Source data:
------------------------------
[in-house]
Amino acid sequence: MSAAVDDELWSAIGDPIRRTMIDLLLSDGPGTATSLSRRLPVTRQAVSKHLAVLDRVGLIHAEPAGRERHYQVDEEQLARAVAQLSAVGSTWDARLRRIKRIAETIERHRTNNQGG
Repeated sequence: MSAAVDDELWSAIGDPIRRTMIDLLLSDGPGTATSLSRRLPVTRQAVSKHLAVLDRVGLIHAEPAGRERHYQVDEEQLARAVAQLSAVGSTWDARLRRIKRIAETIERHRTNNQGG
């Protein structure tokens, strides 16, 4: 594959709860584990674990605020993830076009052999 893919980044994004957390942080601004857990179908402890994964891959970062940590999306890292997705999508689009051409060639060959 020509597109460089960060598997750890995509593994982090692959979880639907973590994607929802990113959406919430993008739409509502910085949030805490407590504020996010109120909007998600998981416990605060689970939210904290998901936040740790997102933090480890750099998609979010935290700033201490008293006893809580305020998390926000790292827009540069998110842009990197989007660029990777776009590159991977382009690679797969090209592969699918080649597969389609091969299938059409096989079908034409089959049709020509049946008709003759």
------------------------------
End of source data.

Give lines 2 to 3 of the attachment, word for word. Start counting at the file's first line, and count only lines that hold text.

Amino acid sequence: MSAAVDDELWSAIGDPIRRTMIDLLLSDGPGTATSLSRRLPVTRQAVSKHLAVLDRVGLIHAEPAGRERHYQVDEEQLARAVAQLSAVGSTWDARLRRIKRIAETIERHRTNNQGG
Repeated sequence: MSAAVDDELWSAIGDPIRRTMIDLLLSDGPGTATSLSRRLPVTRQAVSKHLAVLDRVGLIHAEPAGRERHYQVDEEQLARAVAQLSAVGSTWDARLRRIKRIAETIERHRTNNQGG